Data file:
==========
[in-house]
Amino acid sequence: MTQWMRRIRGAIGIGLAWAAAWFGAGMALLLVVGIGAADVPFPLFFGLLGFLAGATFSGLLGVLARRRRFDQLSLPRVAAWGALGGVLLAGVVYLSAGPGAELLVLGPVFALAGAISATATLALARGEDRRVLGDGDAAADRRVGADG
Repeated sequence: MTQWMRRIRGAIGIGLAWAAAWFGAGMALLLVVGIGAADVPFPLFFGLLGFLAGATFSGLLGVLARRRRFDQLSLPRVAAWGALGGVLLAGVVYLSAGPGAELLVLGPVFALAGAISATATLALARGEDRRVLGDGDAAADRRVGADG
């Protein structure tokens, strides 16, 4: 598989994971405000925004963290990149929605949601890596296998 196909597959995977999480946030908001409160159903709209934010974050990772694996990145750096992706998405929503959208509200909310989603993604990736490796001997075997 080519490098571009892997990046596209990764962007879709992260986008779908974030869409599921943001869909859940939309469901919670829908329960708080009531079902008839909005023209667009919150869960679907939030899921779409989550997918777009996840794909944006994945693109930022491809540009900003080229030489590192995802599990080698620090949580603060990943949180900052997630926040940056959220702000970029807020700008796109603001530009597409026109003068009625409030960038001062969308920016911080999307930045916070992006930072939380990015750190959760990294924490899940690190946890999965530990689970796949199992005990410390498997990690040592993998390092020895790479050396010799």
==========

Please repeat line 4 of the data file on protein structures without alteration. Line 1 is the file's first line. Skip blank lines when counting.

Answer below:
């Protein structure tokens, strides 16, 4: 598989994971405000925004963290990149929605949601890596296998 196909597959995977999480946030908001409160159903709209934010974050990772694996990145750096992706998405929503959208509200909310989603993604990736490796001997075997 080519490098571009892997990046596209990764962007879709992260986008779908974030869409599921943001869909859940939309469901919670829908329960708080009531079902008839909005023209667009919150869960679907939030899921779409989550997918777009996840794909944006994945693109930022491809540009900003080229030489590192995802599990080698620090949580603060990943949180900052997630926040940056959220702000970029807020700008796109603001530009597409026109003068009625409030960038001062969308920016911080999307930045916070992006930072939380990015750190959760990294924490899940690190946890999965530990689970796949199992005990410390498997990690040592993998390092020895790479050396010799």